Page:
Accounting Advice

What's the difference between profit and cash?

07 Aug 2013

Profit is different from cash in the bank

Near the bottom of the Profit and Loss account you’ll find a line that reads “Profit for the Financial Year”.

At first glance, this looks like the most useful number on the page, and indeed it is. But it's not terribly helpful on its own, because it includes several theoretical accounting adjustments that mean that it no longer tells you much about the cash has been generated by the company.  

It's all about EBITDA

To figure out the "cash profit" of the business, sometimes called EBITDA (Earnings before interest tax depreciation and amortisation), you need to do a few things.

The first is to look up the numbers for depreciation and amoritisation (found itemised in the notes of the full accounts) and add these back to your net profit figure.

Depreciation

Depreciation is the accounting measure of how much of your fixed assets have been "used up" in that financial year. It's an entirely academic figure and isn't generally very useful because the assets in question don't tend to get used up in the way calculated by accountants. In any case it is much more useful to consider the forward looking value of assets that need to be purchased.

Amortisation

Amortisation is one worse though and generally refers to how much of the company's "know-how" or goodwill has been used up in that year. This "know-how" might end up on the balance sheet as an intangible asset if the company in question has at any point bought another business or developed some technology or intellectual property.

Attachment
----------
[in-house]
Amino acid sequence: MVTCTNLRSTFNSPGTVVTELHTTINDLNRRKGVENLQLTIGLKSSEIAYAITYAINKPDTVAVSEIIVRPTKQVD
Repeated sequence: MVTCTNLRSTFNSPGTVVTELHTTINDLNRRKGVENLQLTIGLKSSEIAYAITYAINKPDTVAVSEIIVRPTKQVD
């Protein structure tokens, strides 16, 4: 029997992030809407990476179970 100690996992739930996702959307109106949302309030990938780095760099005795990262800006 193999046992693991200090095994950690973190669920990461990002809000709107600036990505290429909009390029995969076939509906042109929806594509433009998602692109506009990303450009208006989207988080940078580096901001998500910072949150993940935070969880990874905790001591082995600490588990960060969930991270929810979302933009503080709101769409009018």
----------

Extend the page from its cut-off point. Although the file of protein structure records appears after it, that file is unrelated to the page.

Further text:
The next thing to do is to add back interest and tax (which are normally listed separately on the Profit and Loss summary), which will mean you can then calculate EBITDA.

But even having calculated EBITDA, this still isn't quite enough for you to see how the company's trading operations turn into the cash figure on the balance sheet.

Find out how EBITDA flows through the company’s cash flow statement to end up on the balance sheet.

By the way, if you haven't had a quote from an accountant recently for online accounting, why not try drop in to see us at our London head office or try our Instant Accounting Quote?
  

Keir Wright-Whyte

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Managing Director

0207 043 4000

About the author

Originally graduating with a degree in geography from Edinburgh University, Keir claims that he was then tricked into becoming an accountant by one of the UK's top 5 accountancy practices.The deception extended to the usual training in audit and associated activities.

Keir subsequently worked in a number of advisory roles with clients including in the energy trading, pharmaceuticals and financial services sectors.

He loves working at Accounts & Legal because of the variety of work and clients, the excellent team ethos and morale, the importance placed on genuinely helping and being useful for clients and because he believes what he does matters to clients and helps the firm.

Keir's primary role is to ensure that new clients with complex businesses or needs are on-boarded in the best way and he is a "trouble shooter" both for clients and where complex issues arise internally. He also helps the accounting teams strive to improve what we do for clients, whether processes or services.

When not debiting or crediting, Keir has a penchant for fixing old buildings, skiing, surfing and cycling.

  

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